“This is a great way to connect the next generation of chefs with those who produce the food,” Hendricksen said. He said it was “critical” that information this type of event provides gets carried down from the participating culinary leaders to the students in culinary schools studying to be chefs or operation managers.chefs in kitchenStanding out to those attending the tour was the well-being of animals throughout the process, Hendricksen said. “The constant theme of this event was animal welfare and the care for the environment,” he said. “It was amazing.”

Arizona is home to the Arts Institute of Phoenix that includes a large culinary program. The Arizona Beef Council sponsored Chef Noel Ridsdale, culinary program chair, to attend the national tour. Here is Chef Noel’s feedback about his experience.

Chef Noel:

I want to express my deepest gratitude to the Arizona Beef Council for sponsorship of my attendance at the beef checkoff-funded Pasture to Plate Beef Tour for the Art Institutes (AI). This experience was very educational and collaborative in the ways that we were able to connect with the beef council professionals, as well as with each of the AI national directors individually.Noel in kitchenThe tour started on a high note with a tour of a Colorado ranch, with some great knowledge shared by the breeders on how the cattle are treated, the process for the birthing and production management. The aspects of feed analysis and herd health were very interesting. We had dinner on the ranch, and the chef turned out to be an alum of AI, and his selection of items and ways to use beef was very good.

The trip to the packing plant was very interesting. I have been in Certified Angus Beef processing facilities before but never in a mainline producer. This was one of the highlights of the tour for me. I was very interested in the sanitation, inspection process and the zero waste production aspects of the tour. I cut meat myself, but my skills do not match the speed and accuracy of the cutters on the floor there. Watching the entire process enlightened me to the accuracy and technical aspects of production but at the same time still marveled at the human element that is still involved in the process.chefs in Culinary CenterThe science of the feedlot was interesting, and it was great to see that the industry is using green technology by utilizing byproducts of other industries, such as the beer industry. This use of their byproducts as opposed to just corn would add more flavor to the beef.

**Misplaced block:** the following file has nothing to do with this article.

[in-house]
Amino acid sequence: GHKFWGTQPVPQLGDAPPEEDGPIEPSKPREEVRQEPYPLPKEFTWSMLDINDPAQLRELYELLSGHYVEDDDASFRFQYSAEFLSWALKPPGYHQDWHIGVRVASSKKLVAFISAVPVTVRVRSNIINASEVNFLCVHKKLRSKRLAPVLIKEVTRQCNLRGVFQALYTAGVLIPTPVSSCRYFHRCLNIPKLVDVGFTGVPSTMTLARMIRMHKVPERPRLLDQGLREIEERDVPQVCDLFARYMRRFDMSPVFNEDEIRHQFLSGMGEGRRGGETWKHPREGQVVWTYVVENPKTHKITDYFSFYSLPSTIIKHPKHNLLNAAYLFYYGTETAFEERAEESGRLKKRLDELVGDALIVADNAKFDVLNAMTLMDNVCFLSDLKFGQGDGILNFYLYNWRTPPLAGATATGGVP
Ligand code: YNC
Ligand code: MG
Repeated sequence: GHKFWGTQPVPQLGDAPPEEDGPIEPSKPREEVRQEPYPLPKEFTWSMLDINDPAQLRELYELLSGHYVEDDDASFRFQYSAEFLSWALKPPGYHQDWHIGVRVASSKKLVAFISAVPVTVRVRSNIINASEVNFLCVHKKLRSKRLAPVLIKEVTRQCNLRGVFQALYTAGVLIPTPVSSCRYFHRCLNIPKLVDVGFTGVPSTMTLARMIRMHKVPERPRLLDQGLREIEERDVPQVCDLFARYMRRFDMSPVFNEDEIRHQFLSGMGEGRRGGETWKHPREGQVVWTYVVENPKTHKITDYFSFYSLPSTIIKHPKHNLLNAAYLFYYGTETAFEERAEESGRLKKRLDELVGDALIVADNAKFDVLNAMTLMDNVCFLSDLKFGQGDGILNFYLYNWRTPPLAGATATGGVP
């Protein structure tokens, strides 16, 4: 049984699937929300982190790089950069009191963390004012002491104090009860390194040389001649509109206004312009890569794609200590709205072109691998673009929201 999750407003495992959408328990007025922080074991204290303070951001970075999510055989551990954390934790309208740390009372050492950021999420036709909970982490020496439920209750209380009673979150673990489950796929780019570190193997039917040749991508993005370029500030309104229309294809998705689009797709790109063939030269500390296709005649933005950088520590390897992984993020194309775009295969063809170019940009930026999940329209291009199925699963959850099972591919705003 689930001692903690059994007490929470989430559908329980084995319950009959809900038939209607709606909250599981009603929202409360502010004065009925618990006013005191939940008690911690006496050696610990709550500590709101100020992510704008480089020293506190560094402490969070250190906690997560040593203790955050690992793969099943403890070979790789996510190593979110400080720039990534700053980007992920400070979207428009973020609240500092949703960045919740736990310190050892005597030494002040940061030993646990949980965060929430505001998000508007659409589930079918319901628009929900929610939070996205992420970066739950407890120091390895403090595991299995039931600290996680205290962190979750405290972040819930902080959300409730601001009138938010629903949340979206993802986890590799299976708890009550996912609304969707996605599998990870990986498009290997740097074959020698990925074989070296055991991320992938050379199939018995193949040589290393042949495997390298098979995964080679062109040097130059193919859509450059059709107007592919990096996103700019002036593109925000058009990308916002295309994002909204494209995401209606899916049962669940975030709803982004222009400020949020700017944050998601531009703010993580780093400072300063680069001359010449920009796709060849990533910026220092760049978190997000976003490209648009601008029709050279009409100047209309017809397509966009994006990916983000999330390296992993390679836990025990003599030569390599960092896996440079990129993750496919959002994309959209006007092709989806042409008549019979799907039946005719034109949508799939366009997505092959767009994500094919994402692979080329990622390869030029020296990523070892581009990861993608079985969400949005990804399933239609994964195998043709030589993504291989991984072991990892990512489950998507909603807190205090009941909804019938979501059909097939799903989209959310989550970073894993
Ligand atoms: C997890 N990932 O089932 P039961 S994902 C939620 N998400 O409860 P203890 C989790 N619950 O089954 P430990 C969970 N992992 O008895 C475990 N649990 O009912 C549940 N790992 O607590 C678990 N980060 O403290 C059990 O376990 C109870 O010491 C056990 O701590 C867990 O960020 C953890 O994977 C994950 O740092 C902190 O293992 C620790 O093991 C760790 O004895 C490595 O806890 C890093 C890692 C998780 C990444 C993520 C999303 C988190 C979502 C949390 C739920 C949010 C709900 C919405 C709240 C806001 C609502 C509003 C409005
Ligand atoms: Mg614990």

The presentations on the science of beef and the practical cooking aspects were very good, and our recipes will be featured on www.BeefItsWhatsForDinner.com soon. Overall, experiencing these aspects of beef production gave me additional knowledge that I am able to utilize in my classrooms.

Thank you very much for the opportunity!

Noel G. Ridsdale, MBA, CEC, CCA, AAC

Program Chair – AI Phoenix


Editor’s Note: The Art Institute of Phoenix is closing December 28, 2018 due to unfortunate circumstances. The Arizona Beef Council is glad to have met Chef Noel and we look forward to working with him in his next ventures.